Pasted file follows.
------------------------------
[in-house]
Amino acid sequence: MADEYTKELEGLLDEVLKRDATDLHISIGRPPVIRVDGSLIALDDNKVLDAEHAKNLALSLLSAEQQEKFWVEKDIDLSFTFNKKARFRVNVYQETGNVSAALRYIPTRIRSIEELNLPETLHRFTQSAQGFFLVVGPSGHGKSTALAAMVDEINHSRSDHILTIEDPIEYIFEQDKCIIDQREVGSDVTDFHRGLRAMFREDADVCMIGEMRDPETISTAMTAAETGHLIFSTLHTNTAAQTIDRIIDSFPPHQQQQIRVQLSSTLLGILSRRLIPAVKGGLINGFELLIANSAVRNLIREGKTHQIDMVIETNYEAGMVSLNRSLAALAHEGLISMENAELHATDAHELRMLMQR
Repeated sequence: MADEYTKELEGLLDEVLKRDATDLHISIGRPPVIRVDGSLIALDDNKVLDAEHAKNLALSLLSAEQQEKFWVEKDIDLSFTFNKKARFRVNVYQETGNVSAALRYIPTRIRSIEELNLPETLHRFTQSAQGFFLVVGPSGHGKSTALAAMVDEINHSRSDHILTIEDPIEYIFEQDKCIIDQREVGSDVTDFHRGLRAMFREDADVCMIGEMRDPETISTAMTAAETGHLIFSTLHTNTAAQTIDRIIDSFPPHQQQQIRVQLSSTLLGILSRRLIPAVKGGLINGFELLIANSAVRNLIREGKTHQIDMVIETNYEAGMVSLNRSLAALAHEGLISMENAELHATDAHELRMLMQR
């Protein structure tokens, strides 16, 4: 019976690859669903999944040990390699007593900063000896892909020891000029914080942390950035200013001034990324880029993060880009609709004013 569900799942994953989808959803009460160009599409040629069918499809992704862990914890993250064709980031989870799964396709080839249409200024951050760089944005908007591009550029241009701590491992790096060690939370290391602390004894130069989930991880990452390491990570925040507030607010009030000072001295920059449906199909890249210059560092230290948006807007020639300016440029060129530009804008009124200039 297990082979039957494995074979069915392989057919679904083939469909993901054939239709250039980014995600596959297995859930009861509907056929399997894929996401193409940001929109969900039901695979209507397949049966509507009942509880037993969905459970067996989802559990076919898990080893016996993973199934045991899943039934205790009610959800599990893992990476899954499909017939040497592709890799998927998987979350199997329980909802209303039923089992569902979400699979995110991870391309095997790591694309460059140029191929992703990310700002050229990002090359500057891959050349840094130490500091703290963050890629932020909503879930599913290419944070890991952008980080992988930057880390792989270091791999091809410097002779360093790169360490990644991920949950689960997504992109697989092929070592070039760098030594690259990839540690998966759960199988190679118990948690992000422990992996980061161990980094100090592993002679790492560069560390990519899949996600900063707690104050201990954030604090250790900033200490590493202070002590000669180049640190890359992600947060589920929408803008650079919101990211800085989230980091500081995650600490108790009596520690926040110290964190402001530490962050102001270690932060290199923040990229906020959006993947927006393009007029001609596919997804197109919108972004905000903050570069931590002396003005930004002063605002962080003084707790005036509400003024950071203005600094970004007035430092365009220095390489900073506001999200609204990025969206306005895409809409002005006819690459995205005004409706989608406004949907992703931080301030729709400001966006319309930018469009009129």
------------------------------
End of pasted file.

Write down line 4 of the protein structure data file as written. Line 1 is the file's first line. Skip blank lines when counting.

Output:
């Protein structure tokens, strides 16, 4: 019976690859669903999944040990390699007593900063000896892909020891000029914080942390950035200013001034990324880029993060880009609709004013 569900799942994953989808959803009460160009599409040629069918499809992704862990914890993250064709980031989870799964396709080839249409200024951050760089944005908007591009550029241009701590491992790096060690939370290391602390004894130069989930991880990452390491990570925040507030607010009030000072001295920059449906199909890249210059560092230290948006807007020639300016440029060129530009804008009124200039 297990082979039957494995074979069915392989057919679904083939469909993901054939239709250039980014995600596959297995859930009861509907056929399997894929996401193409940001929109969900039901695979209507397949049966509507009942509880037993969905459970067996989802559990076919898990080893016996993973199934045991899943039934205790009610959800599990893992990476899954499909017939040497592709890799998927998987979350199997329980909802209303039923089992569902979400699979995110991870391309095997790591694309460059140029191929992703990310700002050229990002090359500057891959050349840094130490500091703290963050890629932020909503879930599913290419944070890991952008980080992988930057880390792989270091791999091809410097002779360093790169360490990644991920949950689960997504992109697989092929070592070039760098030594690259990839540690998966759960199988190679118990948690992000422990992996980061161990980094100090592993002679790492560069560390990519899949996600900063707690104050201990954030604090250790900033200490590493202070002590000669180049640190890359992600947060589920929408803008650079919101990211800085989230980091500081995650600490108790009596520690926040110290964190402001530490962050102001270690932060290199923040990229906020959006993947927006393009007029001609596919997804197109919108972004905000903050570069931590002396003005930004002063605002962080003084707790005036509400003024950071203005600094970004007035430092365009220095390489900073506001999200609204990025969206306005895409809409002005006819690459995205005004409706989608406004949907992703931080301030729709400001966006319309930018469009009129």